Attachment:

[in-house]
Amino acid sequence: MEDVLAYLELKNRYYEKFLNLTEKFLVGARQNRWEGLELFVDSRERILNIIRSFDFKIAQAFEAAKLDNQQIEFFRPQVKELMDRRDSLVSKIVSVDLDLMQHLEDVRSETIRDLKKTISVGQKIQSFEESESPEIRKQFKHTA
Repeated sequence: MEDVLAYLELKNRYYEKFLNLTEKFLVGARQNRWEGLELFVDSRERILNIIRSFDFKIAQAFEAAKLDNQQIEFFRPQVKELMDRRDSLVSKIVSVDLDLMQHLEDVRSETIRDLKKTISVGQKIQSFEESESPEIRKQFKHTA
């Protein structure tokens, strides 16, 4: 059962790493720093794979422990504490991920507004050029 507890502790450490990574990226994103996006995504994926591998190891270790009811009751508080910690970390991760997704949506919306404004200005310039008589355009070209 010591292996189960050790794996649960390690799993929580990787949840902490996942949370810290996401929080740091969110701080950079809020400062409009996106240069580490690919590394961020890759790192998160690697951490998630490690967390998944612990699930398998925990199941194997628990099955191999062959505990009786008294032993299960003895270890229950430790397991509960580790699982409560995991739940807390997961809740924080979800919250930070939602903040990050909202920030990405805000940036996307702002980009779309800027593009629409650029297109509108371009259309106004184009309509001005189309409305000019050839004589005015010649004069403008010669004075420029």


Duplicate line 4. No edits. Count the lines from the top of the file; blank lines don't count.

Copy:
């Protein structure tokens, strides 16, 4: 059962790493720093794979422990504490991920507004050029 507890502790450490990574990226994103996006995504994926591998190891270790009811009751508080910690970390991760997704949506919306404004200005310039008589355009070209 010591292996189960050790794996649960390690799993929580990787949840902490996942949370810290996401929080740091969110701080950079809020400062409009996106240069580490690919590394961020890759790192998160690697951490998630490690967390998944612990699930398998925990199941194997628990099955191999062959505990009786008294032993299960003895270890229950430790397991509960580790699982409560995991739940807390997961809740924080979800919250930070939602903040990050909202920030990405805000940036996307702002980009779309800027593009629409650029297109509108371009259309106004184009309509001005189309409305000019050839004589005015010649004069403008010669004075420029």